Kinetics of in vitro lactoferrin deposition on silicone hydrogel and FDA group Ii and group IV hydrogel contact lens materials

Chow, L.M.; Subbaraman, L.N.; Sheardown, H.; Jones, L.

Journal of Biomaterials Science. Polymer Edition 20(1): 71-82

2009


ISSN/ISBN: 0920-5063
PMID: 19105901
DOI: 10.1163/156856208x393509
Accession: 054046098

Download citation:  
Text
  |  
BibTeX
  |  
RIS

Article/Abstract emailed within 0-6 h
Payments are secure & encrypted
Powered by Stripe
Powered by PayPal

Abstract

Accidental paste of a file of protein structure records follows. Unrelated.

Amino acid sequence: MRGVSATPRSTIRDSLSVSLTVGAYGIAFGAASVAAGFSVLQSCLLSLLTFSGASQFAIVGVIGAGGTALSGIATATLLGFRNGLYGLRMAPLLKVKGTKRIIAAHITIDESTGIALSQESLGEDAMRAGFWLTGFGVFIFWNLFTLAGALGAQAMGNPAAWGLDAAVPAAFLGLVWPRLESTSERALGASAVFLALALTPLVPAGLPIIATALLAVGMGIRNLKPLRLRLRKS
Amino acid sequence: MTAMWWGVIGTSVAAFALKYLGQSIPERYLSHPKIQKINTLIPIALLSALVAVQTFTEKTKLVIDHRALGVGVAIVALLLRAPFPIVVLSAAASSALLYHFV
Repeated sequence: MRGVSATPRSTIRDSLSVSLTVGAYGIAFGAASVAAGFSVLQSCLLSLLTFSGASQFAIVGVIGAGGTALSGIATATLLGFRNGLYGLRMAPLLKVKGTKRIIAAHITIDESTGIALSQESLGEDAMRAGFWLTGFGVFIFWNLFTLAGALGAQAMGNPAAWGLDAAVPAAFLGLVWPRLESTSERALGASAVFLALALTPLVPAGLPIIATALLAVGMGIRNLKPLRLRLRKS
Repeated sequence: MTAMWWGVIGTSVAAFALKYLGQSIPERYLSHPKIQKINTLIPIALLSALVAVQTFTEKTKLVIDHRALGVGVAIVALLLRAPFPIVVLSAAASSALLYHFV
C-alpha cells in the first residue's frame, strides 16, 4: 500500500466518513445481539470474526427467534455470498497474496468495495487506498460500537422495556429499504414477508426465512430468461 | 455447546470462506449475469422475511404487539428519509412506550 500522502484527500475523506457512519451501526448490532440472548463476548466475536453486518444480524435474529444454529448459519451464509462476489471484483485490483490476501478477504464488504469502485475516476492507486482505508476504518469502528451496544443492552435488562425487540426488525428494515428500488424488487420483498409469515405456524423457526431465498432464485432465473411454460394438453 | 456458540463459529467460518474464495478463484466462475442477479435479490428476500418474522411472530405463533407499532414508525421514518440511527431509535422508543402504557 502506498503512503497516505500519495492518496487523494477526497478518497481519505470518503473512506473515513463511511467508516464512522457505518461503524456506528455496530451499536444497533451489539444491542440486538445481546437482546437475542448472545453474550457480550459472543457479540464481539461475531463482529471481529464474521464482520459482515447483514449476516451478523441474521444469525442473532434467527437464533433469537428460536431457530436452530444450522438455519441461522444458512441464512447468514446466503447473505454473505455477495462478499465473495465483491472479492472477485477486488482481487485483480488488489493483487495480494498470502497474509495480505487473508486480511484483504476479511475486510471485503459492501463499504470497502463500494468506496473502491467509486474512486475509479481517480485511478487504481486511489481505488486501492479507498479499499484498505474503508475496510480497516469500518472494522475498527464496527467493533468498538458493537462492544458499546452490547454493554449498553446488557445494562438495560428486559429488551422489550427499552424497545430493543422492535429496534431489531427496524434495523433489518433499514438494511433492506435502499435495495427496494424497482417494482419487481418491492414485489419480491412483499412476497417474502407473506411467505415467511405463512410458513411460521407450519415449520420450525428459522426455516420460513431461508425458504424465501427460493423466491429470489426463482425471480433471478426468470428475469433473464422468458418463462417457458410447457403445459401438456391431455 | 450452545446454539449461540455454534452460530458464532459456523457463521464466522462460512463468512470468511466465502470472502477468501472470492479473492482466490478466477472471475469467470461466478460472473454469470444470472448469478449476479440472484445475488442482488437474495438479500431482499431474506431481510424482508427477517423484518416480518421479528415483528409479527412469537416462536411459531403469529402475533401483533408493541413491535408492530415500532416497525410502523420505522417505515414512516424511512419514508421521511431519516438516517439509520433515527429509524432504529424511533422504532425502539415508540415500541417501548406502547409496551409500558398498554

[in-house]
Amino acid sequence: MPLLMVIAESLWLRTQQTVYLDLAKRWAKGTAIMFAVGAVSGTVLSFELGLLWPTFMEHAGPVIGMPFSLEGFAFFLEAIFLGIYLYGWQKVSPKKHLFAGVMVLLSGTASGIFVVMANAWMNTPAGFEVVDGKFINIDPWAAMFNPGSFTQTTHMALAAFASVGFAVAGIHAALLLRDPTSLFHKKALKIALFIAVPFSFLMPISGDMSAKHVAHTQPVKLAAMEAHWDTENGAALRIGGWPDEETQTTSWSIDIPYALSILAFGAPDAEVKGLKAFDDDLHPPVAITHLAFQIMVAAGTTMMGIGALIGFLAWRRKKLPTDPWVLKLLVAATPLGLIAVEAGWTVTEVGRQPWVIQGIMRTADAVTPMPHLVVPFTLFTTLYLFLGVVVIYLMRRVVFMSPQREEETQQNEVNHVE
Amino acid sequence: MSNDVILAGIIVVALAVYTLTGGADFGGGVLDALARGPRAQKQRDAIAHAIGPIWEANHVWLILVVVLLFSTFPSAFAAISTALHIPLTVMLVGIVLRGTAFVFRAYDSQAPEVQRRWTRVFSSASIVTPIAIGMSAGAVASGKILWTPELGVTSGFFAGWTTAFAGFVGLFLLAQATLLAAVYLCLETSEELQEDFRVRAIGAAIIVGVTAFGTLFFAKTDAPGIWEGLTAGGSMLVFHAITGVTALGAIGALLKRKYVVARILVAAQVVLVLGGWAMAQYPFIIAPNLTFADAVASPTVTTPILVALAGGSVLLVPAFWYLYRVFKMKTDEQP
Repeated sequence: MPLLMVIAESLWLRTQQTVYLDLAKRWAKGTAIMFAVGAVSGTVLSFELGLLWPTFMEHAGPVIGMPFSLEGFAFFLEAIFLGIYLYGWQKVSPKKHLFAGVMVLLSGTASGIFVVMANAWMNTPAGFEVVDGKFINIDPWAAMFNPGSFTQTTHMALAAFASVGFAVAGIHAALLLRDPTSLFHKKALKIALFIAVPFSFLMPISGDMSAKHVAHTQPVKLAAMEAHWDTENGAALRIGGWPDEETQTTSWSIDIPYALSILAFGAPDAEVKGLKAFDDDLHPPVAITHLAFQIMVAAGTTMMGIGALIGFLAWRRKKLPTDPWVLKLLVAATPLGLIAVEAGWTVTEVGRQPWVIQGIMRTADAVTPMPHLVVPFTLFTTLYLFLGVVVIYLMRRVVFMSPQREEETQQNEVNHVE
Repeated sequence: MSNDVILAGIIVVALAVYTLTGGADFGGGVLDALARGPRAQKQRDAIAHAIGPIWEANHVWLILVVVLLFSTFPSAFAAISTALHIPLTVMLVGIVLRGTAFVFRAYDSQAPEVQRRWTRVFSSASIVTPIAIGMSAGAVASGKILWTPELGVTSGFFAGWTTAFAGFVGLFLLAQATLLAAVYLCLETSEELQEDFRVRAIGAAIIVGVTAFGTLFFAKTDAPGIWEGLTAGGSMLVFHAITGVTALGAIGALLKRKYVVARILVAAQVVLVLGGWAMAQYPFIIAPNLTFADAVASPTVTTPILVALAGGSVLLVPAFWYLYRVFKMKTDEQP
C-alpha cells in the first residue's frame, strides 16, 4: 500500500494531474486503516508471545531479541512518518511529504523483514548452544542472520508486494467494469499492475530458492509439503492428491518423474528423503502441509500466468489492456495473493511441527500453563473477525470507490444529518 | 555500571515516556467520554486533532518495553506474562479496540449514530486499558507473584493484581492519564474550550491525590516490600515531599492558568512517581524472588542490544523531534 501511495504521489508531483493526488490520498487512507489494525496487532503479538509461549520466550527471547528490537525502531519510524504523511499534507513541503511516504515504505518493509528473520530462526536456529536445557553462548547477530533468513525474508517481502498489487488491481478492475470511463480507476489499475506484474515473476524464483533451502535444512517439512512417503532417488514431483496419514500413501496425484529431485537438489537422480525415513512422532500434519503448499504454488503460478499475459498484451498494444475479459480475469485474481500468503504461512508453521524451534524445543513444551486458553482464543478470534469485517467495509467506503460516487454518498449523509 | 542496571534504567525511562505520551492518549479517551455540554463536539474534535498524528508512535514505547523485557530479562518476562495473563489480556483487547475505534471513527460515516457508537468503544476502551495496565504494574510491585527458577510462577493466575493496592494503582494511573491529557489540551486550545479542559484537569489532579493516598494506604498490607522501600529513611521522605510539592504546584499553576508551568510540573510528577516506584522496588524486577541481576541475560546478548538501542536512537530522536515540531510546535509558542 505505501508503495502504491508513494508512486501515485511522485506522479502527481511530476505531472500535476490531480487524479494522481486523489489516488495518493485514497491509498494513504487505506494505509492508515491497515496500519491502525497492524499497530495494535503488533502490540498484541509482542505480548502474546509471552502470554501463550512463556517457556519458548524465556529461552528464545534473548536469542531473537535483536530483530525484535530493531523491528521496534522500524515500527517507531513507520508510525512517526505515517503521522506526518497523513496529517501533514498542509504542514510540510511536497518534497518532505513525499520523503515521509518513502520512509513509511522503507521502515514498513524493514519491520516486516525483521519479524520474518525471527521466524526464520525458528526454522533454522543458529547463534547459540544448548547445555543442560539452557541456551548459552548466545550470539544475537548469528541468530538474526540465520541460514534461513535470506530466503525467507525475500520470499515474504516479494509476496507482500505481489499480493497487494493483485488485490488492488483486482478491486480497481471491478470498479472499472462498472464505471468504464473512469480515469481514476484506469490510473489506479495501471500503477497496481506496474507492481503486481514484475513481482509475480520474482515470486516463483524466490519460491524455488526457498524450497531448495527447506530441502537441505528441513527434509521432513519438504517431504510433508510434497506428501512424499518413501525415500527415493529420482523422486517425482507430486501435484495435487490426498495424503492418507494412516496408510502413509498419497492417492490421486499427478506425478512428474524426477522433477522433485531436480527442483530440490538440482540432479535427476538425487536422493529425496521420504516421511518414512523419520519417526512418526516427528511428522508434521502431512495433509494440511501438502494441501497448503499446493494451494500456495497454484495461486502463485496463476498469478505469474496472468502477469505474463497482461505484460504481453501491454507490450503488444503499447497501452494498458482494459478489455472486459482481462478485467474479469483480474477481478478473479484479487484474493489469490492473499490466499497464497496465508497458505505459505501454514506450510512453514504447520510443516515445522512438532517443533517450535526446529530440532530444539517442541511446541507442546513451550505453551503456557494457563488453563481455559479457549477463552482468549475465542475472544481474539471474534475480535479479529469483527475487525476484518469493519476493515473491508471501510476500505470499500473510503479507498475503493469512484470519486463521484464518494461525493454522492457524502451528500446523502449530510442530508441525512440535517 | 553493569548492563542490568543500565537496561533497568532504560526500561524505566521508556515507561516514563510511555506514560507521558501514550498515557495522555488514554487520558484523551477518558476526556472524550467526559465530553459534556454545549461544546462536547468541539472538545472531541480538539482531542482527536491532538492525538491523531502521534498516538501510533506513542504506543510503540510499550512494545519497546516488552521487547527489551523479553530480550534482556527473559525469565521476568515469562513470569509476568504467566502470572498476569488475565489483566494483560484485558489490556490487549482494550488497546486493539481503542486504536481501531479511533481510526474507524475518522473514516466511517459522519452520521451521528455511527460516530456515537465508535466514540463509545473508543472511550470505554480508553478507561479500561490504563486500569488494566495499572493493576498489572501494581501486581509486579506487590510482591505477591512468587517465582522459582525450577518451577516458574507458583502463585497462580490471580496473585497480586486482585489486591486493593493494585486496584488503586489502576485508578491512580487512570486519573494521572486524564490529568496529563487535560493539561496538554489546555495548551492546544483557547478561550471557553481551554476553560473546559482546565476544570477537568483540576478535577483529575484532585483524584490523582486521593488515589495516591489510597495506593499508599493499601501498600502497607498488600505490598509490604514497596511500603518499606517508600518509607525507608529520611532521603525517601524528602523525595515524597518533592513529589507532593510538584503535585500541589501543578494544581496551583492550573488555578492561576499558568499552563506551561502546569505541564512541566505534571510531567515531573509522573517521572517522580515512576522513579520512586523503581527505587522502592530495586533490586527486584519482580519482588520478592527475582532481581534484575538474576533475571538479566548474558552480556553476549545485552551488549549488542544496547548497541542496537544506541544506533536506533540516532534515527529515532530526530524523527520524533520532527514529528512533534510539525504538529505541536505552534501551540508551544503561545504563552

The aim of this study was to compare the kinetics of lactoferrin deposition on silicone hydrogel (SH) and conventional FDA group II and group IV hydrogel contact lens materials. Seven lens materials, two conventional (etafilcon A, FDA group IV; omafilcon A, FDA group II) and five SH (lotrafilcon A, lotrafilcon B, balafilcon A, galyfilcon A and senofilcon A), were incubated in 1 ml (125)I-labeled lactoferrin solution for time periods ranging from 1 h to 28 days. At the end of specified incubation periods radioactive counts were determined on the lenses using an Automatic Gamma Counter. There was a gradual increase in lactoferrin deposition on all the lenses across all time points. At the end of 28 days the amount of lactoferrin/lens in microg was 11.3 +/- 1.9 for etafilcon A, 6.8 +/- 2.0 for omafilcon A, 2.1 +/- 0.9 for lotrafilcon A, 3.1 +/- 1.0 for lotrafilcon B, 11.8 +/- 2.9 for balafilcon A, 5.4 +/- 1.1 for galyfilcon A and 5.6 +/- 0.6 for senofilcon A. After 28 days, etafilcon A and balafilcon A deposited lactoferrin to the greatest degree (P < 0.05), but these were not different from each other (P = 0.48), while lotrafilcon A and B deposited the least (P < 0.05 vs. other lenses; P = 0.57 with each other). Galyfilcon A, senofilcon A and omafilcon A (P < 0.05 compared with other lenses; P > 0.05 with each other) deposited intermediate levels of lactoferrin. We concluded that radiochemical analysis is a sensitive and effective technique to determine the small quantities of lactoferrin deposited on SH lenses. The kinetics of lactoferrin deposition on contact lens materials depend on the chemical structure of the lens material.